Automotive industry needs to ‘wake up’ to diversity or face dramatic skills shortage
The Automotive industry needs to ‘wake up’ to diversity or face dramatic skills shortage: this was the message following the diversity and inclusion event earlier this week. Read more in the full Auto Trader press release, below:
This week, over fifty HR directors, MDs and CEOs from many of the leading automotive retail and manufacturing brands, service providers and industry bodies, agreed the industry needed to ‘wake up’ to the fundamental business need for a modern diversity and inclusion (D&I) culture. Businesses stuck in out-dated recruitment strategies not only risk missing out on the breadth of cultural and commercial benefits of a diverse workforce, but also face a dramatic skills shortage, and ultimately, a serious impact on their bottom line.
This was one of the key messages delivered during a unique one-day collaborative seminar, hosted by Auto Trader in partnership with executive search specialists Ennis & Co.. The event was organised to challenge and test best practice, as well as identify practical solutions to driving greater diversity across the automotive industry.
During a series of seminar sessions, senior executives from brands including: TrustFord, Inchcape, Jardine Motors Group, Marshall Motor Group, Volvo, Volkswagen, Avis Budget Group, Williams Martini Racing, Nissan, Bentley, BMW, Harley Davidson, McLaren, the Retail Motor Industry Federation (RMI), and the Institute of the Motor Industry (IMI), discussed a broad range of topics based around three vital themes: ‘ways of working’; ‘selective focus’, and ‘brand engagement’.
During these sessions, a number of practical steps were identified to encourage a more diverse array of talent into the industry, as well as to inspire and encourage a balance of gender, races, and backgrounds into automotive roles, and to retain them. These included:
Changing industry perception: There is a real need to change the perception of the automotive industry, particularly amongst young people. Brands need to engage with schools as early as possible to educate and inspire them on the breadth of opportunities and skills available. This shouldn’t be one off experience, but a consistent and long-term initiative.
Business case for work-life balance: Brands need to recognise the commercial benefits of a more flexible way of working. Brands should consider how customers want to interact with their business – enabling flexible working will allow employees to be more responsive to their customers.
Redefining ways of working: Brands need to be less narrow in focus when it comes to how their teams work. Senior management need to think about it in terms of shifting the culture so that ways of working isn’t just about flexible working but unlocking value and potential in all people by creating the right environment.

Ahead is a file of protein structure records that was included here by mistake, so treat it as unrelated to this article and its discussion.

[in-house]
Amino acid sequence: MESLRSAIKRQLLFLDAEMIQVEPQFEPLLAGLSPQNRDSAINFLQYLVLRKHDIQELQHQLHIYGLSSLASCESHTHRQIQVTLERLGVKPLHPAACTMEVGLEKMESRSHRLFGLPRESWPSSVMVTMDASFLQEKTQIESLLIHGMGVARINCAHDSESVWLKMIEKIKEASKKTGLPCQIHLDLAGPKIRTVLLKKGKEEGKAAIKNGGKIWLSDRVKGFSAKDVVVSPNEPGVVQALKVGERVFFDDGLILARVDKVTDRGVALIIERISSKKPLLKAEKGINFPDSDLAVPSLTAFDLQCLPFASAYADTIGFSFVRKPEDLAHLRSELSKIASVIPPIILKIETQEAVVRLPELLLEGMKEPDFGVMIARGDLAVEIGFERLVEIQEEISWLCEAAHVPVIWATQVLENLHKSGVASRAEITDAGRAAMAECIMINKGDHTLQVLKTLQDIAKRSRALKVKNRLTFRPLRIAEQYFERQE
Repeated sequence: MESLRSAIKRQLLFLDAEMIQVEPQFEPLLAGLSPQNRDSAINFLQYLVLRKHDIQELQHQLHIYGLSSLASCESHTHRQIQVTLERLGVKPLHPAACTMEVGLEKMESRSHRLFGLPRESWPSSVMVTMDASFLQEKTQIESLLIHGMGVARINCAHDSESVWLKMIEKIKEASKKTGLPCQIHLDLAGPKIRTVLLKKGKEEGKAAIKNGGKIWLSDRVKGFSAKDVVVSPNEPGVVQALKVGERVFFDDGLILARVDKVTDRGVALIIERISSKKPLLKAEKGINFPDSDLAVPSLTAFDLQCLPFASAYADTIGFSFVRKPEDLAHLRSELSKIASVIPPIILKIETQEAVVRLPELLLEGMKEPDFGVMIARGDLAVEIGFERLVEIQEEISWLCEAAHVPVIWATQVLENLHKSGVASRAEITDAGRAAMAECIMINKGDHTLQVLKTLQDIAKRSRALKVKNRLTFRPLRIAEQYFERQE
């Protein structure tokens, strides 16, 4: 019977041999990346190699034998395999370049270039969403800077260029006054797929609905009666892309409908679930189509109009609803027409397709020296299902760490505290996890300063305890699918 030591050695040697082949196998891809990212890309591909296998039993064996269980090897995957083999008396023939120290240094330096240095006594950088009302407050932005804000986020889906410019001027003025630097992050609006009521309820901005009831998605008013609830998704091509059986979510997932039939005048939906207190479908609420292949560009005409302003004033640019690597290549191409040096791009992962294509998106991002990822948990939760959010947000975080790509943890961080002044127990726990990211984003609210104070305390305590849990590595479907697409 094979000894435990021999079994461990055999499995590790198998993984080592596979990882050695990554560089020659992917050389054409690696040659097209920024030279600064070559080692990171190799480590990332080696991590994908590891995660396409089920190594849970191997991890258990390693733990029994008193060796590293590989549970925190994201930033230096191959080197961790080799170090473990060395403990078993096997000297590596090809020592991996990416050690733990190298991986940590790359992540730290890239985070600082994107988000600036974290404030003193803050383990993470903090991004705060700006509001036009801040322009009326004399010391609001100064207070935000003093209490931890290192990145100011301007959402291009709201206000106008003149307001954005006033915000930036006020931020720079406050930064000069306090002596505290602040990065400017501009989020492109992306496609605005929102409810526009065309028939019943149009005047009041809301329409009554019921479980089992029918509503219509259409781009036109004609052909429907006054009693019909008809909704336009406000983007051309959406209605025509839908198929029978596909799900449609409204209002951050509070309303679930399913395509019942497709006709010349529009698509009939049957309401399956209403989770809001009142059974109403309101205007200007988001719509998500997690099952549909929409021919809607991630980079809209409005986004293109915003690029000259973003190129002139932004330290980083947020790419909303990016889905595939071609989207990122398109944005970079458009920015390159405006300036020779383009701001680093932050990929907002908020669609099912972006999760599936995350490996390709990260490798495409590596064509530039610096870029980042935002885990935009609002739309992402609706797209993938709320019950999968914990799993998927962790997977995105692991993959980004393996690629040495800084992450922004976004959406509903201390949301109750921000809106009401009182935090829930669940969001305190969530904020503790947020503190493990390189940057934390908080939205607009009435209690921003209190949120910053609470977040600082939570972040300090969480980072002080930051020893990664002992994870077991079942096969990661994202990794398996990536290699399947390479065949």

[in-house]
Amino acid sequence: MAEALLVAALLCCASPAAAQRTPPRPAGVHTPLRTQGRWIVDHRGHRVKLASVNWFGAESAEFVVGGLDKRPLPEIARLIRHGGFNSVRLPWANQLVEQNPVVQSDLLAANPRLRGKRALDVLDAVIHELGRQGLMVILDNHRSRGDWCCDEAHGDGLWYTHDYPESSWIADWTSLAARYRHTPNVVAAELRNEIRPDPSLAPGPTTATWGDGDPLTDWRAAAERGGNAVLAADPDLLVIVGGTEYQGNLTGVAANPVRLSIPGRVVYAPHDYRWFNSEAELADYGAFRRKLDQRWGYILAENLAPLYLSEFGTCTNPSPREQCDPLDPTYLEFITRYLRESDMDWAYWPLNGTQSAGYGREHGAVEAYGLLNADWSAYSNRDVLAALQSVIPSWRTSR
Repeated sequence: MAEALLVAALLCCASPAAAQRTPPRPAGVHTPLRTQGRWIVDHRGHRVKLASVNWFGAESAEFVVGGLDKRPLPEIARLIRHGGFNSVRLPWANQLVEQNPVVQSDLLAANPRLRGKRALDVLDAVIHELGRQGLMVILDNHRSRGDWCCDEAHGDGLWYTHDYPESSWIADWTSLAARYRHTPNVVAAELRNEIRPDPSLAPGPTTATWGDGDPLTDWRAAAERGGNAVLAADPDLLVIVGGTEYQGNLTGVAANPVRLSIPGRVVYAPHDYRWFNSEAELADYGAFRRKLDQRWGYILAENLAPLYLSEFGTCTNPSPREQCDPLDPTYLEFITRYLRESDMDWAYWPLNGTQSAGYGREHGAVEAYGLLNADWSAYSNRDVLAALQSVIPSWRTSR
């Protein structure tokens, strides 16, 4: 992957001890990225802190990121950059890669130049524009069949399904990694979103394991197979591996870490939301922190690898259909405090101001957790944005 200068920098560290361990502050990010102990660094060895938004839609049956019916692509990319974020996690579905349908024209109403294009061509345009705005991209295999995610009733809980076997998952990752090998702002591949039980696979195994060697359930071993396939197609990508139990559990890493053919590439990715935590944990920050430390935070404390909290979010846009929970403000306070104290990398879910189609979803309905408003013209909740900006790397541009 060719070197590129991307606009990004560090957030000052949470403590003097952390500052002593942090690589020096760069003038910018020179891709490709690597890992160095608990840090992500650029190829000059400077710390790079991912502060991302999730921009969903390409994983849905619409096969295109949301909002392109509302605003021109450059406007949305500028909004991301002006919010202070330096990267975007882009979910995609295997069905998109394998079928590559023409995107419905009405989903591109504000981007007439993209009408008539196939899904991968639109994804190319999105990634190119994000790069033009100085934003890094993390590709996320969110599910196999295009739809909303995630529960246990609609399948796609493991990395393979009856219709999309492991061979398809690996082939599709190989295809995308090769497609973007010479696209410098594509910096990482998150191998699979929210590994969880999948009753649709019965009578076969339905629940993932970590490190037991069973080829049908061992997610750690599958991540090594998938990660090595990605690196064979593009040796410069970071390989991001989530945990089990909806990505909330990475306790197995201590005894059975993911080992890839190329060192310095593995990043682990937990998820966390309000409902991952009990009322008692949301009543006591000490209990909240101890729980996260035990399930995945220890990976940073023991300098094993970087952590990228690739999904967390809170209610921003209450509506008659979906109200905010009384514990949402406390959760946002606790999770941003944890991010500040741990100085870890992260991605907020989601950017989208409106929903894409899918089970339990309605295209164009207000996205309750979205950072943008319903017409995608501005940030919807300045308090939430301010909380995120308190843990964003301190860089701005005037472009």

Don’t be wedded to the past: Brands need to ‘thaw out’ old practices and consider the benefits of empowering people, trusting people and flexibly working with people. Companies should have the confidence to embrace new ways of working.
Be bold: Flexibility isn’t just vital for attracting the broadest pool of talent, or retaining them, but it’s also essential to how an organisation approaches its working culture. Brands shouldn’t over engineer a strategy and insist on a long-term plan with strict measurements, but rather introduce a variety of initiatives assessed on a case-by-case basis. Variety is the spice of life and working culture.
Speaking at the event, Auto Trader’s Manufacturer & Agency Director, Rebecca Clark, said: “As we all know, the industry is currently experiencing a number of challenges, including a dent in consumer confidence and negative commentary surrounding the fuel debate. We need to recognise that failure to introduce a meaningful D&I strategy, is an equally – if not more – serious issue for our industry. As well as the cultural benefits, implementing a successful D&I strategy to attract a more diverse mix of people into your business can have huge commercial results too, not least more agile and robust decision-making. We need to work together to raise awareness that D&I is not simply a box-ticking exercise, but rather a very real business necessity.
“We know first-hand that change is not an easy process, but as this event highlighted, together we’re able to create practical solutions and steps which will lead to tangible benefits. I felt hugely privileged to be a part of such a broad group of experts and thought leaders who are so committed to driving change, not just in their respective organisations, but the industry as whole. We’ve already come so far, but I cannot wait to see where we’ll be in a year’s time.”
Lynda Ennis, founder of Ennis & Co., commented: “I have a feeling that with this event, we’ve kick-started something very important for the automotive industry. Diversity and inclusion is a real problem for some of our leaders, whether they realise it or not, as well as for the automotive industry’s ability to attract talent from competing sectors. Diversity and inclusion is not a term the youth element of our workforces even recognises. It’s normality and an expectation for them. They will join like-minded employers and shop at like-minded brands. This is not a ‘nice to do,’ it’s already affecting our bottom lines. At Ennis & Co, we can help organisations find the diversity leaders they need to drive change.”
A whitepaper presenting the comments and insight from the event, as well as detailed findings of brand new D&I research will be published in July.